It has been a bit of a round-about journey for men’s swimwear, from the 9 pound Jantzen suit of the early 1900s to the less modest Speedos and back to the dependable, high coverage boardshort. Frank swims back in time…
The swimsuit begins its history in ancient Greece and Rome. In these ancient civilizations, public bathing was a common and popular tradition, although on the whole men bathed in the nude. By the fall of the Roman Empire, public bathing and the accompanying swimwear worn by women fell out of style for several hundred years. During the Middle Ages in Europe, men and women rarely bathed, in fact public bathing was viewed as immoral and unhealthy. When public bathing returned to popularity in the 1800s, cozzies for both sexes were somewhat similar in appearance. Women wore dresses and men wore shirts and shorts, ending at the knee and covering the arms.
Until the 1920s, most swimwear was made of knitted woolen materials that were extremely heavy when wet and flouted the safety values we prize so highly in this water-encased nation of ours. But gradually suits became tighter fitting, and materials used chose swimming speed over modesty with outfits made of lighter and more comfortable silk.
But manufacturers still had to consider standards of public decency when creating a costume that was attractive and comfortable. Until the early 1930s, it was still considered tasteless for men to bear their chests. In 1933, convertible-style suits with removable tops wearers the option to go bare, although this frequently led to arrests for indecent exposure.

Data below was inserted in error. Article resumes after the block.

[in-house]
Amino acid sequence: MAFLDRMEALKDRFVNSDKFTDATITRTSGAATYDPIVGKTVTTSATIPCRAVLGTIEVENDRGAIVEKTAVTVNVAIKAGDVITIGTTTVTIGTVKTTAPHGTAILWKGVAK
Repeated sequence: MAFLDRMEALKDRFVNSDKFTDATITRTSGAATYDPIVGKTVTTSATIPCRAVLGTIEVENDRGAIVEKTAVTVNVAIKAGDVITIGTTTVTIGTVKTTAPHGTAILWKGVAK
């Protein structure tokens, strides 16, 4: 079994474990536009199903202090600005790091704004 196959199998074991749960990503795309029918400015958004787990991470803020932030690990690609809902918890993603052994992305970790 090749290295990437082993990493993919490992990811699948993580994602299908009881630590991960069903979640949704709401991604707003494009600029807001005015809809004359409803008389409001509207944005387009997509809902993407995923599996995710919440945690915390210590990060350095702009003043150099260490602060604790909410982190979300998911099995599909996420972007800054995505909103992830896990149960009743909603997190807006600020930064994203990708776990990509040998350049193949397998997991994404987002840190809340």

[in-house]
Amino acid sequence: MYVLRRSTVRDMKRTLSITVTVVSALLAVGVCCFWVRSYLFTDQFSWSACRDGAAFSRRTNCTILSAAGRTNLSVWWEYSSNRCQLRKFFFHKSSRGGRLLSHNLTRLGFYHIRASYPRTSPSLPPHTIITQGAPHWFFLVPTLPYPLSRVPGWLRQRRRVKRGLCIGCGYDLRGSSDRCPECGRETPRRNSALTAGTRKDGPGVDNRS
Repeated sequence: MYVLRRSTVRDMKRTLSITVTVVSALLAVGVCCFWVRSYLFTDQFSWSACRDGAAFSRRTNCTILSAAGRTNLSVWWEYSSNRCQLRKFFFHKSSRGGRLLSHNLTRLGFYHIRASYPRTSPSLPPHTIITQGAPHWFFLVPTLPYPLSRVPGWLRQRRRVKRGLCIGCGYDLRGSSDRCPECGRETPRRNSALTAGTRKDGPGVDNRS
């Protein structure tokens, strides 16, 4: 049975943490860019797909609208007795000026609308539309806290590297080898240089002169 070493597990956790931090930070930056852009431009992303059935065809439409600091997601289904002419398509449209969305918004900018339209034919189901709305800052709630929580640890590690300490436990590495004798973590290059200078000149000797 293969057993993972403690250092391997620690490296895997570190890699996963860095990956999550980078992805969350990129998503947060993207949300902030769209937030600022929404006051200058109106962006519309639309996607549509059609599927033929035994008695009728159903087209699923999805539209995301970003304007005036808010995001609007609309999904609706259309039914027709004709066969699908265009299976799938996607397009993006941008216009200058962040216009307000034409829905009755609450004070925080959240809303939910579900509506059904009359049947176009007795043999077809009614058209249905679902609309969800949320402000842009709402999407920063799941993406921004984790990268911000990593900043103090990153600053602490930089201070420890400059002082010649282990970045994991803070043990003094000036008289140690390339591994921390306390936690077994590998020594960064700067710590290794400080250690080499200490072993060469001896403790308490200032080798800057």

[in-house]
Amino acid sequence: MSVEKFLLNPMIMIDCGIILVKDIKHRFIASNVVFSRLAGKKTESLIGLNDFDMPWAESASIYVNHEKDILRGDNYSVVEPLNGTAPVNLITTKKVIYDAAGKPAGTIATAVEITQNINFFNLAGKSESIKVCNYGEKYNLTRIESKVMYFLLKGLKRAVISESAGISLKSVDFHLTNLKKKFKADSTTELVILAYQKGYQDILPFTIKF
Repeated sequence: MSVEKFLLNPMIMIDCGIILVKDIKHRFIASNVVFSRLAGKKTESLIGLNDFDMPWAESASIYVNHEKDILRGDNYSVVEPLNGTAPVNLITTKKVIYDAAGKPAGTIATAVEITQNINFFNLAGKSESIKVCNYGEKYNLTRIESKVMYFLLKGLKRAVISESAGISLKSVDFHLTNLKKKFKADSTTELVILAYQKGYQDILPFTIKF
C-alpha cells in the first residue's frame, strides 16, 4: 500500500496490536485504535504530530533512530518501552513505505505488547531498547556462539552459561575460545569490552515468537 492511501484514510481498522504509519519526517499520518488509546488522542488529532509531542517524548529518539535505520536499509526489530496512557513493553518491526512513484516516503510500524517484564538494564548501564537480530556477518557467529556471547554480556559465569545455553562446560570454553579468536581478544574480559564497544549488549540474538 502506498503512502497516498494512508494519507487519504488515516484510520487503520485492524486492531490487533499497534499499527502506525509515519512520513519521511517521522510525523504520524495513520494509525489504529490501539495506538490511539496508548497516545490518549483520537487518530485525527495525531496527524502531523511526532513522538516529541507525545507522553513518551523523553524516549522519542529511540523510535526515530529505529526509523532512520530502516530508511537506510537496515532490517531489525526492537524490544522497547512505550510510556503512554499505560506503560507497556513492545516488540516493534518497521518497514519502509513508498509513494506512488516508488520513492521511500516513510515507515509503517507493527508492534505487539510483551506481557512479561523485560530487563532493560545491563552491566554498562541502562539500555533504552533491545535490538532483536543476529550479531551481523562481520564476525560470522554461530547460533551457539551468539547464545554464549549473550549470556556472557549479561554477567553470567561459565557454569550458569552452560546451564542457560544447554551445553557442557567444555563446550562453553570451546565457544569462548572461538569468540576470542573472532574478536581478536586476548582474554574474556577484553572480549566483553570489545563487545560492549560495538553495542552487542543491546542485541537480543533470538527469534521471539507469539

Thankfully, society became a little more relaxed when Olympic swimmer Johnny Weismuller promoted the first pair of bathing trunks. In an effort to gain acceptance, the company who made them tried to give them a more dressed look with a simulated fly front and belt buckle effect. In 1937, men finally won the right to go topless and the public's concern with nudity began to erode.
In the 1940s boxer style shorts became the typical swim wear for men, but the 1946 introduction of the bikini threw the swimsuit fashion world into a frenzy, and men didn’t want their bathing costumes to be outdone on shock factor. The result was an explosion of colour, patterns and fancy detailing. Although tighter, high waisted, underwear-like suits were popular, bright ‘Cabana’ sets of matching boxer trunks and shirts remained the usual beach attire through until the 1960s.
The sexual revolution and rise in popularity of competitive swimming in the 1960s saw a huge revolution in swimwear. Realising that mere fractions of seconds could be the difference between Gold and Silver medals, the Amateur Swimming Association commissioned a report into the issue of drag caused by swimwear – and the resulting competitive costumes were specifically designed to reduce friction while moving through the water. The fashion world followed suit, (no pun intended) and men’s swimwear got smaller and smaller.
The 1970s marked the beginning of a period during which no modesty was considered. A return to an obsession with physical fitness and body building in the 1980s continued this trend, with slightly more flashy colours returning to favour. Few style changes were made until the popularity of Calvin Klien’s boxer briefs and the rise of surfer culture in the 1990s made the board short popular again.
Today, men’s swimsuits come in many varieties. Board shorts remain the most popular for casual wear, while competitive swimmers focusing on tight, all-in-one bodysuits designed to mimic the movement of a shark and facilitate speed.
But men’s swimwear seems to be on a backwards trajectory, so perhaps it won’t be long before nudity is once again en vogue!
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